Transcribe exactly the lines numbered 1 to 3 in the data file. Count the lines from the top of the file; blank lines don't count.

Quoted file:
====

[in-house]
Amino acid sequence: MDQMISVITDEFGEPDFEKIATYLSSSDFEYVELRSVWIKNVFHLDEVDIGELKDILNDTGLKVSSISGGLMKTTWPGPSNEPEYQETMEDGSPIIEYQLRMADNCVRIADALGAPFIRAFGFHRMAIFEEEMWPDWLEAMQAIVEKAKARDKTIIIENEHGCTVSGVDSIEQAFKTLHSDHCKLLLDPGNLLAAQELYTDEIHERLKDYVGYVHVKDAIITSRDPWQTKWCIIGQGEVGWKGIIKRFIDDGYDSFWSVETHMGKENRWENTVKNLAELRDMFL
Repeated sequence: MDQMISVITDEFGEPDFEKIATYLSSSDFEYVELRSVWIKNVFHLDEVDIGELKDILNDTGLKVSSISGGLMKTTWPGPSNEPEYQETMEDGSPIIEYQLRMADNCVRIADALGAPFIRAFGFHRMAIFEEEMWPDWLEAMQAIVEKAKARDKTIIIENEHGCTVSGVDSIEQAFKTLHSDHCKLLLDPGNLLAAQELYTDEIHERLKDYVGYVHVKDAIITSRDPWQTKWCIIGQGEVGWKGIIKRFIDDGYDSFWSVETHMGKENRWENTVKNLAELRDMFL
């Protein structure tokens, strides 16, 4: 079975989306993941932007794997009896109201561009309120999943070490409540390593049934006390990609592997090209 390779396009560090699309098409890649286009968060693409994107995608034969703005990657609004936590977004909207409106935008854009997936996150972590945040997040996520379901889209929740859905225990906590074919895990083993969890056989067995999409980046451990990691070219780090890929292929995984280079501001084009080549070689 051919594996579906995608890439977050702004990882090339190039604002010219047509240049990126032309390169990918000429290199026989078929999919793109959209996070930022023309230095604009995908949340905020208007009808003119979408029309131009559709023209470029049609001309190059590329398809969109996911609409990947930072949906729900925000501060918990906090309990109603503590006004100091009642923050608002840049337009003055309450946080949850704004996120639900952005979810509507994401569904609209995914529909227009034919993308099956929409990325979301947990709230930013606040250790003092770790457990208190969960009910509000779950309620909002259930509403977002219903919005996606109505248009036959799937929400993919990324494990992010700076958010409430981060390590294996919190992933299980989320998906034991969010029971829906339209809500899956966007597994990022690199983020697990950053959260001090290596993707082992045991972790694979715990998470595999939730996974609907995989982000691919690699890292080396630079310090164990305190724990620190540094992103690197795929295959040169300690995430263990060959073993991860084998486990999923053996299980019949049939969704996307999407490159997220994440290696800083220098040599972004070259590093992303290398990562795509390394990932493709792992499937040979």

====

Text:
[in-house]
Amino acid sequence: MDQMISVITDEFGEPDFEKIATYLSSSDFEYVELRSVWIKNVFHLDEVDIGELKDILNDTGLKVSSISGGLMKTTWPGPSNEPEYQETMEDGSPIIEYQLRMADNCVRIADALGAPFIRAFGFHRMAIFEEEMWPDWLEAMQAIVEKAKARDKTIIIENEHGCTVSGVDSIEQAFKTLHSDHCKLLLDPGNLLAAQELYTDEIHERLKDYVGYVHVKDAIITSRDPWQTKWCIIGQGEVGWKGIIKRFIDDGYDSFWSVETHMGKENRWENTVKNLAELRDMFL
Repeated sequence: MDQMISVITDEFGEPDFEKIATYLSSSDFEYVELRSVWIKNVFHLDEVDIGELKDILNDTGLKVSSISGGLMKTTWPGPSNEPEYQETMEDGSPIIEYQLRMADNCVRIADALGAPFIRAFGFHRMAIFEEEMWPDWLEAMQAIVEKAKARDKTIIIENEHGCTVSGVDSIEQAFKTLHSDHCKLLLDPGNLLAAQELYTDEIHERLKDYVGYVHVKDAIITSRDPWQTKWCIIGQGEVGWKGIIKRFIDDGYDSFWSVETHMGKENRWENTVKNLAELRDMFL